So I guess we can blame Jack, Green and Belinelli’s shot selection … or Williams’ system. (or something else)

      • 42

        April 6, 2011 at 7:15 am

        Good shooting of poor shots makes you average (guards). Poor shooting of good shots makes you average (Ariza).

        Good work. Nicely laid out for us.

      • ktrufant

        April 6, 2011 at 10:57 am

        I hear you 42. Don’t know if I can exactly say that the Hornets guards shoot the 16-23 ft. jumper well (or not) but I will go on record for saying that the Hornets suffer from too much average (one way or another) and not enough above-average …

        (And like I said, I’m not great at interpreting these numbers.)

        Looking at the Hornets shot selection and the players’ percentages from those areas, most of the team shoots better than average from 16-23 feet and with the guards, their next best percentage is from three with 16-23 feet coming in third.

        My best guess is that, based on the fact that for the average player in the league, most shots are taken at the rim (2.5 per game) with 16-23 feet a close second (2.1 per game) and from three (1.8 per) third, the fact that the guards are taking most of their shots from 16-23 feet may not be for the best (regardless of percentages?) in terms of team offense …

        I also noticed that Paul is taking significantly fewer shots at the rim this season (down to 2.1 this year from 4.4 in ’09 though the percentage is very close – 63.2 this year and 64.0 in ’09) so maybe that makes a difference too …

        Or probably I’m not able to make sense of these things one way or another and should leave the heavy lifting to those who can carry the weight … I appreciate what you do though.

      • 42

        April 6, 2011 at 11:12 am

        I think you and I see this about the same way. They execute below average stuff in an above average way… Leaving us feeling like we could be doing better no matter how well we do… Hence, frustration.

        Wrestling with numbers can be tough, but the payoff is high sometimes.

  2. Uptown Sammy

    April 5, 2011 at 6:04 pm

    I wonder How much higher the numbers go if you exclude Trevor Ariza from the formula?

  3. Brandon

    April 5, 2011 at 7:44 pm

    Answer to our problems: praying to God our shots go in and Marshon Brooks.
    Look him up

    • CP3nBrees

      April 5, 2011 at 10:07 pm


    • Couldnt do diddly poo!

      April 6, 2011 at 3:51 am

      i like that they show a picture of ariza

      • 42

        April 6, 2011 at 7:16 am

        Like that, eh?

  4. Gec

    April 5, 2011 at 9:34 pm

    if you have the 18-foot-assisin you shoot a lot of 18-footers

    (also if you haven’t a single guy who goes to the basket before landry)

  5. CP3nBrees

    April 5, 2011 at 9:44 pm

    Yayyy!!! Clippers upset the Grizz tonight, king up 7 with 40 seconds left.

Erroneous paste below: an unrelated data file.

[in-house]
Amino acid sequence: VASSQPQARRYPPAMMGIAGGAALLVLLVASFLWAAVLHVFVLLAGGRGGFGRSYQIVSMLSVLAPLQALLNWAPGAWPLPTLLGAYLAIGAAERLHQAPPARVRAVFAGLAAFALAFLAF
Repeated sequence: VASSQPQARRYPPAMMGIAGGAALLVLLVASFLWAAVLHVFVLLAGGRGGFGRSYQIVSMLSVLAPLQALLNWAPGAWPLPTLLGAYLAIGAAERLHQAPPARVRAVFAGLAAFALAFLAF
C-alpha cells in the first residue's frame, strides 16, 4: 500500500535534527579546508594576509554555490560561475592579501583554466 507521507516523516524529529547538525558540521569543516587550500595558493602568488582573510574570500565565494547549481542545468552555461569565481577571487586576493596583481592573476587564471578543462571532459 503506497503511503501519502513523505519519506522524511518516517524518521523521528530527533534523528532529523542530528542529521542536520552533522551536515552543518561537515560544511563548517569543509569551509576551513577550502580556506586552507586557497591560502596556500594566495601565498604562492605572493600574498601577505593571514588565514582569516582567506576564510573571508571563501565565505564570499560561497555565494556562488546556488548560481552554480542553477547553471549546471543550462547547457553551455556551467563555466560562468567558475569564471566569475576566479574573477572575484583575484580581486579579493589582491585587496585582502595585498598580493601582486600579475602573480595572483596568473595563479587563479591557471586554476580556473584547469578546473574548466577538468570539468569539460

Those made my day 🙂

  6. Gec

    April 5, 2011 at 9:52 pm

    Marcus Thornton is giving the Hornets a playoff seed while playing with another team!

  7. Aussie hornets fan

    April 5, 2011 at 10:04 pm

    Memphis and Houston lost tonight

  8. CP3nBrees

    April 5, 2011 at 10:10 pm

    Magic number down to 1, but I’m sure if I should be happy with grizzlies L tonight…
    I hope the Hornets will end up playing against any team but the Lakers, I surely dont want to see 40% of fans in arena rooting for the opponent…

    • CP3nBrees

      April 5, 2011 at 10:46 pm

      Not sure*

  9. sceldred

    April 5, 2011 at 10:57 pm

    Also GSW is murdering the blazers. Great night for the Hornets.

    Still, this is certainly a sobering stat. I think one reason for this might be how long our PGs hold the ball (and the reasons for that…are many).

  10. Super Hornet

    April 5, 2011 at 11:30 pm

    i don’t hear any trash talkin after that murderous win sunday night.

  11. Ray

    April 6, 2011 at 12:09 am

    I am praying the Hornets do NOT get the 7th seed. Anything but that.

    Not only do we have no chance in hell if we face the Lakers – and it may be an embarrassment of ’09 Nuggets proportions – the last team I want to get a “bye” is LA.

  12. Thestradiosmiles

    April 6, 2011 at 12:54 am

    Memphis, Houston, Portland, and LA all help the Hornets out tonight (if LA is actually helping out remains to be seen, but it’s still nice to see them drop a game at home to a Jazz team without it’s starting PG, SG, and SF that’s lost 8 in a row and 18 of their last games in Staples Center. Yes, that’s right.)

  13. Pingback: As the Season Ends, What Would You Do? « Swarm & Sting | A New Orleans Hornets Blog

  14. Mark

    April 6, 2011 at 1:12 am

    What happened to our preseason prediction that Ariza would play a complement to CP with slashing towards the rim?


  15. cro_CP3

    April 6, 2011 at 1:19 am

    Portland LOST, Memphis LOST, Houston LOST (THANK YOU LIL BUCKETS!!!!!!!!!!)
    NOLA needs to WIN tonight against Houston…

  16. 42

    April 6, 2011 at 8:10 am

    Looking at the distribution of location of assisted shots, either the guys are screwing uolp the play when Chris gets them the ball, Chris is setting them up in suboptimal fashion, or the location thing isn’t on the radar for the Hornets.

  17. James Online

    April 6, 2011 at 11:35 am

    So much of shot selection has to do with Chris Paul’s friendships and Monty’s illogical biases. Paul almost always feeds Ariza when he has a choice for who to hit for a three attempt despite the miserable percentage. Jarrett Jack, despite poor shooting from distance and the worst +/- gets way too minutes on the floor and is terribly selfish, and Willie Green wants to put up that jumper every chance he gets.

    West, Landry, and Okakfor never kick the ball back out.

    As a result of all this there is very little ball movement on this team.

    Great to see the Warriors absolutely pound Portland last night, which must have shaken the TB’s confidence.

  18. emir

    April 6, 2011 at 1:06 pm

    if they are open let them shoot eventually it will go in lol

  19. NolaHog

    April 6, 2011 at 1:39 pm

    Also, don’t forget that the Nuggets also lost. They’ve got some tough games to finish the season. The fifth spot isn’t completely out of reach.

    • 42

      April 6, 2011 at 2:22 pm

      Their magic number against us is 3, accounting for tie-breakers, ignoring the multi-team tie scenario (did not analyze).

      With 10 left to play, that is not tough for them. Possible, but unlikely if they remain healthy.

      Love the optimism, though. Got extra?